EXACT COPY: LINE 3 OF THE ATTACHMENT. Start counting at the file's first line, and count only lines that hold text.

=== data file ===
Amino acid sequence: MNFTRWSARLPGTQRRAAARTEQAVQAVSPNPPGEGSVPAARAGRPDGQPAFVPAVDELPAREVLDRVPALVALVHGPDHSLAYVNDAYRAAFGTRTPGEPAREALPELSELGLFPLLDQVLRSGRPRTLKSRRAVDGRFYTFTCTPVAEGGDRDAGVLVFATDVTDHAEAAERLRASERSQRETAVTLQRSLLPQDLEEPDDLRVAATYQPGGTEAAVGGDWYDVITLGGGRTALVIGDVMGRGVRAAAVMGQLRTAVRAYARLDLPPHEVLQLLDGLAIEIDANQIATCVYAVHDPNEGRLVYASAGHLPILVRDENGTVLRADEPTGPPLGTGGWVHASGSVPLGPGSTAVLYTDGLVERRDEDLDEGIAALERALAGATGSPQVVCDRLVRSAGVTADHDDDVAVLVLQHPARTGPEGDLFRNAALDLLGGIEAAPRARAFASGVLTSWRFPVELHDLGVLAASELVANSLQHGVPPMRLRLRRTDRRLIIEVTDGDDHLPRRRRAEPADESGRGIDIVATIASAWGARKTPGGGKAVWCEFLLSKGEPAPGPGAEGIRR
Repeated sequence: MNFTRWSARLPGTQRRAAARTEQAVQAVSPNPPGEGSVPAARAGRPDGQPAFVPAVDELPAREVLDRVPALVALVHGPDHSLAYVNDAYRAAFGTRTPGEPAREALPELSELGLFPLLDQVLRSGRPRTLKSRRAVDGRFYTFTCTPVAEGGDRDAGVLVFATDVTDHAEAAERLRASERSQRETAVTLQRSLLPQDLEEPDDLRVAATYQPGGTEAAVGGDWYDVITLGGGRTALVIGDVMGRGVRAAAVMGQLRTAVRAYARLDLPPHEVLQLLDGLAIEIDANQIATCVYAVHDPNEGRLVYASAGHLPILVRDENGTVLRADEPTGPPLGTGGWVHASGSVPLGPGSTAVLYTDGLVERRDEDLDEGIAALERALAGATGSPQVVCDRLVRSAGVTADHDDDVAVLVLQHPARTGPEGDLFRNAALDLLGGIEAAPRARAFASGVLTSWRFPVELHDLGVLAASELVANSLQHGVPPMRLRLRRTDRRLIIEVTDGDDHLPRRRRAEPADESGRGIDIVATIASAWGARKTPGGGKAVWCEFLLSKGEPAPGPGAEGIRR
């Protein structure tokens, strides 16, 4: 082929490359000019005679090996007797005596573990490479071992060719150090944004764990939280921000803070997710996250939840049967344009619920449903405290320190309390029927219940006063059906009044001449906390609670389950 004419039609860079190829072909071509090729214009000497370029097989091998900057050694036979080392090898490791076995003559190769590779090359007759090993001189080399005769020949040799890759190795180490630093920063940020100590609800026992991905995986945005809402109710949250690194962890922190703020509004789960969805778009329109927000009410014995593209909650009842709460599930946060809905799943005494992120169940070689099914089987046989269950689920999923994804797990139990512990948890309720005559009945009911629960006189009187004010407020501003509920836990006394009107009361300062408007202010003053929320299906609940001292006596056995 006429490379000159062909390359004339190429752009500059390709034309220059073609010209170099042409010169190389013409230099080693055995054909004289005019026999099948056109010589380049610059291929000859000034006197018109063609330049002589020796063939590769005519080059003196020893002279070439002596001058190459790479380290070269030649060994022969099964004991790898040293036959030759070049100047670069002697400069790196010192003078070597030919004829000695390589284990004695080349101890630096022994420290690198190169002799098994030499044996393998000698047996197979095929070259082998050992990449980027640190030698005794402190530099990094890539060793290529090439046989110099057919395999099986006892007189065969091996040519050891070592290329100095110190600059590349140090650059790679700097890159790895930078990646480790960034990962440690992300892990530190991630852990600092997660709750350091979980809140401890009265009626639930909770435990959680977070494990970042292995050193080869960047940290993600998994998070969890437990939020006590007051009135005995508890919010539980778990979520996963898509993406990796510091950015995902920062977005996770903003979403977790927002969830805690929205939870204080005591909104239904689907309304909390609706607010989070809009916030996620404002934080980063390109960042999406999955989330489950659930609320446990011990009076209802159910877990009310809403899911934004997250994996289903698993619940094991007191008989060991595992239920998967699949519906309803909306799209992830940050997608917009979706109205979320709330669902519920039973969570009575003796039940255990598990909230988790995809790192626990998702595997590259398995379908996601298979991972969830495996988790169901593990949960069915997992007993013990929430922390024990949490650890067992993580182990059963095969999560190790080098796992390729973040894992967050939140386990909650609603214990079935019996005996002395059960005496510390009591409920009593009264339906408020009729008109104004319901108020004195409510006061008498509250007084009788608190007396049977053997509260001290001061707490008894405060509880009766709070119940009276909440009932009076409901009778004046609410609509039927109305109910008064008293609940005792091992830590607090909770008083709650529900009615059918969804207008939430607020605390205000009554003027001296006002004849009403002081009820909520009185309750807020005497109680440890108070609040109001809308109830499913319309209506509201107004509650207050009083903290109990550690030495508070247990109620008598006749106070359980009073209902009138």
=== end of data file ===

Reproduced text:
């Protein structure tokens, strides 16, 4: 082929490359000019005679090996007797005596573990490479071992060719150090944004764990939280921000803070997710996250939840049967344009619920449903405290320190309390029927219940006063059906009044001449906390609670389950 004419039609860079190829072909071509090729214009000497370029097989091998900057050694036979080392090898490791076995003559190769590779090359007759090993001189080399005769020949040799890759190795180490630093920063940020100590609800026992991905995986945005809402109710949250690194962890922190703020509004789960969805778009329109927000009410014995593209909650009842709460599930946060809905799943005494992120169940070689099914089987046989269950689920999923994804797990139990512990948890309720005559009945009911629960006189009187004010407020501003509920836990006394009107009361300062408007202010003053929320299906609940001292006596056995 006429490379000159062909390359004339190429752009500059390709034309220059073609010209170099042409010169190389013409230099080693055995054909004289005019026999099948056109010589380049610059291929000859000034006197018109063609330049002589020796063939590769005519080059003196020893002279070439002596001058190459790479380290070269030649060994022969099964004991790898040293036959030759070049100047670069002697400069790196010192003078070597030919004829000695390589284990004695080349101890630096022994420290690198190169002799098994030499044996393998000698047996197979095929070259082998050992990449980027640190030698005794402190530099990094890539060793290529090439046989110099057919395999099986006892007189065969091996040519050891070592290329100095110190600059590349140090650059790679700097890159790895930078990646480790960034990962440690992300892990530190991630852990600092997660709750350091979980809140401890009265009626639930909770435990959680977070494990970042292995050193080869960047940290993600998994998070969890437990939020006590007051009135005995508890919010539980778990979520996963898509993406990796510091950015995902920062977005996770903003979403977790927002969830805690929205939870204080005591909104239904689907309304909390609706607010989070809009916030996620404002934080980063390109960042999406999955989330489950659930609320446990011990009076209802159910877990009310809403899911934004997250994996289903698993619940094991007191008989060991595992239920998967699949519906309803909306799209992830940050997608917009979706109205979320709330669902519920039973969570009575003796039940255990598990909230988790995809790192626990998702595997590259398995379908996601298979991972969830495996988790169901593990949960069915997992007993013990929430922390024990949490650890067992993580182990059963095969999560190790080098796992390729973040894992967050939140386990909650609603214990079935019996005996002395059960005496510390009591409920009593009264339906408020009729008109104004319901108020004195409510006061008498509250007084009788608190007396049977053997509260001290001061707490008894405060509880009766709070119940009276909440009932009076409901009778004046609410609509039927109305109910008064008293609940005792091992830590607090909770008083709650529900009615059918969804207008939430607020605390205000009554003027001296006002004849009403002081009820909520009185309750807020005497109680440890108070609040109001809308109830499913319309209506509201107004509650207050009083903290109990550690030495508070247990109620008598006749106070359980009073209902009138």